By MORDECAI SPECKTOR
The financial wizard and global philanthropist George Soros is a polarizing figure, to say the least.
Pundits on the extreme right of the political spectrum tar him as a “Nazi collaborator” — or even a “demon.” The latter characterization, of course, is freighted with anti-Semitic connotations about Jewish control of financial institutions and governments. But that doesn’t stop the knuckleheads that crudely decry Soros and his humanitarian projects.
“Numerous right-wing pundits and activists are now alleging that Soros is funding the protests following the murder of George Floyd,” the ADL recently wrote on its website. “Prominent among them is Candace Owens, who wrote [on Twitter, on May 28], ‘As he did with Antifa, Democrat George Soros has these thugs on payroll. He is funding the chaos via his Open Society Foundation.’ DeAnna Lorraine, the Republican candidate for Congress who ran unsuccessfully against Nancy Pelosi in March 2020, asked her 261K followers to ‘bring attention to this very organized takeover’ of the country by getting #sorosgate and #soros to trend on Twitter.”
Several right-wing critics spouting such nonsense are briefly heard from in Soros, a new documentary directed by Jesse Dylan, a filmmaker who has worked with the Soros-funded Open Society Foundations and convinced Soros to cooperate with this biopic.
During a recent telephone interview with Dylan, who was in Los Angeles, the filmmaker discussed making Soros and some of the issues that are raised in the film.
In an early formal interview shown in the film, Dylan, 54, leads with a question about Soros’ involvement in South Africa, in 1979, during the apartheid era.
Soros suggests a different approach to the interview, and offers a chronological account of his life, beginning with his birth in 1930, in Budapest, Hungary. He was born to a Jewish family, and his youth was disrupted by the Nazi occupation of his hometown, in 1944. While his father placed him with a gentile government employee and out of harm’s way, the Jews of Budapest were decimated by the Nazis and by their Hungarian fascist henchmen, members of the Arrow Cross militia.
“That’s kind of common when you’re getting to know somebody,” Dylan commented, regarding Soros redirecting the interview, “You let them speak for a long time, don’t interrupt them and, after a while, you start to get your questions in.”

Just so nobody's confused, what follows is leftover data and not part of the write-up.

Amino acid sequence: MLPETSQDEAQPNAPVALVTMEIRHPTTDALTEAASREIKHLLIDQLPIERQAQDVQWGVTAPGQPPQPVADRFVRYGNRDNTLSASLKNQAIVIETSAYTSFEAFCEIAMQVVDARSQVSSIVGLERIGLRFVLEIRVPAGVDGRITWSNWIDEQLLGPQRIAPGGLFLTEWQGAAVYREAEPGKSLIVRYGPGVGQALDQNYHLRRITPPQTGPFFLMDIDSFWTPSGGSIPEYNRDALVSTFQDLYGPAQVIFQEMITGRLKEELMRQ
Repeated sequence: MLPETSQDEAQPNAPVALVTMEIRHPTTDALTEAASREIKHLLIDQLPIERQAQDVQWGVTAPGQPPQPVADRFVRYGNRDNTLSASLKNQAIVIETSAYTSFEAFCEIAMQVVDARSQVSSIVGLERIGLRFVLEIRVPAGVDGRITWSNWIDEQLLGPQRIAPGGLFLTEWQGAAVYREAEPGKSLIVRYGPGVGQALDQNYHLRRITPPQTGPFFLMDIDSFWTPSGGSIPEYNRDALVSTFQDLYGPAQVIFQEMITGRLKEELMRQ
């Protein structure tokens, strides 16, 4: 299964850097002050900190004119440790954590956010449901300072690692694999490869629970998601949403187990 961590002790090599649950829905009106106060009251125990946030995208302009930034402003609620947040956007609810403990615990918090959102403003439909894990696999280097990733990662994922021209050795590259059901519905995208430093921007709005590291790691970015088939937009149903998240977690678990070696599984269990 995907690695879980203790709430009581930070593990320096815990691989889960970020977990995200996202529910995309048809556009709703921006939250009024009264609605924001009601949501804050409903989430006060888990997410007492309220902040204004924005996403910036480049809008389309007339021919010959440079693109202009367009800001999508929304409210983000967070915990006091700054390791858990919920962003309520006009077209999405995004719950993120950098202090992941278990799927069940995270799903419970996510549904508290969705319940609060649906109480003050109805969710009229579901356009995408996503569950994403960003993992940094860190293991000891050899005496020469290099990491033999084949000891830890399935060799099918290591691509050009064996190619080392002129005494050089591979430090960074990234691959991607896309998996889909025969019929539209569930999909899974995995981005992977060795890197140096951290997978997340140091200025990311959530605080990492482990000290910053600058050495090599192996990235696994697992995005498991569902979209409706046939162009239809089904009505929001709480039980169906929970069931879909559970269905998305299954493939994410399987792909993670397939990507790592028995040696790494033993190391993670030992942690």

Asked what it was like to interview Soros, who made billions of dollars in the hedge fund business, Dylan said, “I found him to be a very kind, very intelligent person…. I don’t know what I expected, but that’s what I found.”
Dylan said Soros was reluctant to be the subject of a documentary. “It took a few years for him to be comfortable enough to let me make the movie. I kept shooting and shooting more stuff, and he finally gave me permission and I made the movie. I made it independent of him.”
The film includes interviews with officials of the Open Society Foundations, and such luminaries as Nobel laureate Joseph Stiglitz, the late UN secretary-general Kofi Annan, Fox News host Tucker Carlson, and social justice activists Sherrilyn Ifill and Bryan Stevenson. It’s actually a long list. Many dissident intellectuals, especially from the war-torn Balkans, and other Central and Eastern European countries, provide insights about Soros’ efforts to protect women and minorities under the heel of authoritarian governments around the world.
Soros explains in the film that he was inspired early on by political philosopher Karl Popper’s 1945 book The Open Society and Its Enemies. Soros draws a distinction between majoritarian democracy and an open society where minority rights are protected. The reach of the Soros-funded foundation is vast; an informant in the film suggests that he’s a “sovereign,” like his own nation.
Critics of the film have complained that it’s an overly flattering portrait of Soros. A brief review in the New York Times said, “This isn’t an objective portrait and doesn’t aspire to be.” Jesse Dylan told me that he still does work for the Open Society Foundations.
At the same time, the film is informative, full of topical ideas; and it can be seen as a corrective to the insane portrayals of Soros as a satanic figure.
Dylan also has directed numerous music videos, the films Kicking & Screaming, How High and American Wedding, the latter an American Pie sequel.
And I’ll mention that I met Jesse Dylan a long time ago. It was in Durango, Mexico, New Year’s Day 1973. I traveled with Larry Kegan, of blessed memory, from Minneapolis to Guadalajara. Larry had attended Herzl Camp with Dylan’s father, the singer-songwriter and Nobel laureate Bob Dylan, and we stopped in Durango to visit Larry’s old pal, who was acting in and contributing music (“Knockin’ on Heaven’s Door”) to the Sam Peckinpah film Pat Garrett and Billy the Kid.
“We loved Larry,” said Jesse Dylan. “He was a great guy.”
Soros is showing in movie theaters and streaming. For information, go to: sorosfilm.com.